I have great memories from Taft and the decision to go there truly was life altering. It shaped who I am as a person and provided me with the skills to excel at an Ivy League school. Working with the college counselors at Taft and with lots of help from the coach of the Polar Bears, I was able to achieve my goal of using hockey to get into a top university. I was accepted into Princeton and spent the next 4 years of my life in New Jersey taking full advantage of everything Princeton had to offer. I loved it there academically, socially and could not be more proud to have been a Tiger for 4 years on the ice.
Over the years I was always interested in the law and the field of criminology and those interests solidified over my time at Princeton. I knew by about halfway through my undergrad that law school was going to be the next step in my life. After being away in the states for 7 years I decided that I wanted to come back to Canada and I attended Queen’s law school in Kingston, Ontario.
Not only was I moving onto the next chapter of my life in terms of attending law school, but I was also facing the scary reality that my competitive hockey career was over. My life had evolved around hockey for as long as I could remember so the thought of not playing truly devastated me. Fortunately I was able to stay involved with the game by being an assistant coach for the Queen’s varsity hockey team for my three years of law school. I never thought I would coach but it turned out to be more fulfilling and rewarding than I every expected possible. While at Queen’s I also played on the men’s law intramural hockey team. It was a great way to keep playing the game I love, but also provided me with a means of integrating socially into the wider law school community.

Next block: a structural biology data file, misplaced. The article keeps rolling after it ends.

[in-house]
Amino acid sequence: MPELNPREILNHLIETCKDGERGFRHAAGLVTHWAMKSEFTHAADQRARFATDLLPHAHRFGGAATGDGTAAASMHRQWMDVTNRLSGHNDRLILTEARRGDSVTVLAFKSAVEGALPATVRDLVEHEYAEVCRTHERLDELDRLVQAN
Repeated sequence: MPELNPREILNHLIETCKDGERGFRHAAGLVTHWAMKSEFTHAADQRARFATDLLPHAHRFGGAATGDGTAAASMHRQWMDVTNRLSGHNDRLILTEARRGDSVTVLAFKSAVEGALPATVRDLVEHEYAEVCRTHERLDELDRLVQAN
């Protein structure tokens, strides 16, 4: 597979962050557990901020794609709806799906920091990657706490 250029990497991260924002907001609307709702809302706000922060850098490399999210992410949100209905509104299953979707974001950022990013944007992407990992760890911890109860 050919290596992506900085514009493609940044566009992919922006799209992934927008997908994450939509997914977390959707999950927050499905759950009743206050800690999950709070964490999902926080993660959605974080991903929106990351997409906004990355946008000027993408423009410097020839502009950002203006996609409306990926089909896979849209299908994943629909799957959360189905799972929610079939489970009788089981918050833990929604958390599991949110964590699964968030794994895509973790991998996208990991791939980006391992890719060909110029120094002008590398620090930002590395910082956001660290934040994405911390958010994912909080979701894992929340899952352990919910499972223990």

My hockey background turned out to be very beneficial during the interview process for post-law school employment. All my interviews were interested in my playing and coaching background and were aware that hockey was much more than a game – it was a means of instilling values such as hard work, dedication and working well with others.
So my hockey story is not one of being driven by playing for Team Canada but rather just to play the game itself. My story is one of being fortunate enough to be able to use the game I love to get a great education and meeting incredible people along my journey. Looking back at the last ten years of my life, it amazes me how much a sport can shape who you are. The game, coaches I have had, and all my teammates over years have molded me into the person I am today.
It truly astonishes me how much the game has given back to me over the years – and even when I thought competitive hockey was over, I got re-introduced to the game in the form of coaching. As a coach I viewed the game from a different perspective and learned so much from the players I had the privilege of coaching.
I am now moving onto the next chapter of my life – the real world! I am finally done school and will be starting work in the summer of 2010. I know I am prepared for anything the real world throws at me since through hockey I have encountered numerous challenging situations that have tested me and enabled me to develop the skills necessary to succeed.